DescriptionLucky Finn is a small, remote lake on Rangeline Creek in the Lac La Croix drainage basin, 14 miles east of Crane Lake and 30½ miles NNW of Ely. The topography to the west is low and marshy, with low hills to the north, east, and south. The mouth of Rangeline Creek is in the southwest corner of the lake, down from Rangeline Lake, a mile upstream. The creek's outlet is in the southeast, 90 rods, and 37' above, its confluence with the Hustler River.
The forests to the west of Lucky Finn, so far as Brigand, burned last in the fires of 1864. Those off the northern and eastern sides of the lake burned, in all probability burned again, in the next big fire year of 1894. The area south to Rangeline probably survived at least the later fire, as it was logged off for sawtimber during the First World War by the Virginia and Rainy Lake Lumber Company. This region of the BWCA escaped damage in the 4th of July windstorms of 1999, which caused such extensive tree loss to the south and east.
CampsitesLucky Finn Lake supports no established campsites but because of its location in a Primitive Management Area, primitive camping by permit is allowed.
Planning ConsiderationsLucky Finn is in the Weeny Lake Primitive Management Area, and well removed from regular canoe routes. All connections to nearby lakes and streams are without benefit of established portage though the distances are not unreasonable. It's 130 rods northeast to Nahimana, 90 rods to the Hustler River, 220 rods west to Pageant, and 235 rods northwest to Brigand. (Actual distance on the ground dependent upon route chosen, of course). The Lucky Finn also provides reasonably good access to other parts of the Weeny Lake PMA, south up the Hustler River to Posse and the chain of small lakes below Hustler Lake, up Rangeline Creek to Rangeline and Achundo, and down Pageant Creek to Heritage and East Loon Bay.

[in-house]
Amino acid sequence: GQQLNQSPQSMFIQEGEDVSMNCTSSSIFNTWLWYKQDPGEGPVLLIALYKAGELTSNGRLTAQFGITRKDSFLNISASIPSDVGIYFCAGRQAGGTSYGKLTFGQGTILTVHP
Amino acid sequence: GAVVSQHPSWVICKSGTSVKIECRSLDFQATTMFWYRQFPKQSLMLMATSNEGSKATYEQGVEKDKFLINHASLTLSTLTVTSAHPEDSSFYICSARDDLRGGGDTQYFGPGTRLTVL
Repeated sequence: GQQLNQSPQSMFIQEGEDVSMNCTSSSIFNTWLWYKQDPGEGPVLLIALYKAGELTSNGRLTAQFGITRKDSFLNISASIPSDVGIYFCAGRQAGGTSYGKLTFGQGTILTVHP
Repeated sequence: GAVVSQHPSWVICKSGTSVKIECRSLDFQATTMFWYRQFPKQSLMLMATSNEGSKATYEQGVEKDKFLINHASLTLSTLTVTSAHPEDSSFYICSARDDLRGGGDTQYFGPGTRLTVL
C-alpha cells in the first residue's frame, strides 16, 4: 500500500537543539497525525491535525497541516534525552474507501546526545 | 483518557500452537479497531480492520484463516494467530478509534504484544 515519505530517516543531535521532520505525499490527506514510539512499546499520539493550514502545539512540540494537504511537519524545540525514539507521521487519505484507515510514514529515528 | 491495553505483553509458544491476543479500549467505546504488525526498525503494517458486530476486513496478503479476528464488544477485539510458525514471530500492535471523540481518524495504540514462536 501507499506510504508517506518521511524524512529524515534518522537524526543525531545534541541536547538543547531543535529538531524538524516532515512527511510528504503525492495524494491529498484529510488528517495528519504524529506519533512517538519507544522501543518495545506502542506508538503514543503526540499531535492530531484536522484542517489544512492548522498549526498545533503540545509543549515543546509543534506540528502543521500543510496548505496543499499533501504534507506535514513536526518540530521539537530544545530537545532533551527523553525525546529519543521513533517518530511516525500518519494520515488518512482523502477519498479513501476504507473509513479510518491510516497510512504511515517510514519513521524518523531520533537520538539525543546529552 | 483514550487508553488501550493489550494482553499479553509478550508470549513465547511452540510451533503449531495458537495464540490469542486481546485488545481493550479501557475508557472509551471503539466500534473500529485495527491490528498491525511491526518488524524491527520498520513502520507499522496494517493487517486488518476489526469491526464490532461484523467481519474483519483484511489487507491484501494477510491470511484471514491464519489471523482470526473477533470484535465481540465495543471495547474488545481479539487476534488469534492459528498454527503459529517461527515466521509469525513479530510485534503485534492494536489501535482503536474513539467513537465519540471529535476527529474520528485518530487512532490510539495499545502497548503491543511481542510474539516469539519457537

WildlifeThe area off the western shore of Lucky Finn, including Rangeline Creek, is quite marshy and holds good potential for moose and other denizens of the wetlands.
Notes and CommentsLucky Finn, and the surrounding PMA, is not for the faint of heart. You need to know what you're getting into, be unconcerned with muck, and unintimidated by alder thicket. This is, after all, wilderness. (And what we are in search of when we come to the BWCA).
The identity of the lucky Finn remains elusive.
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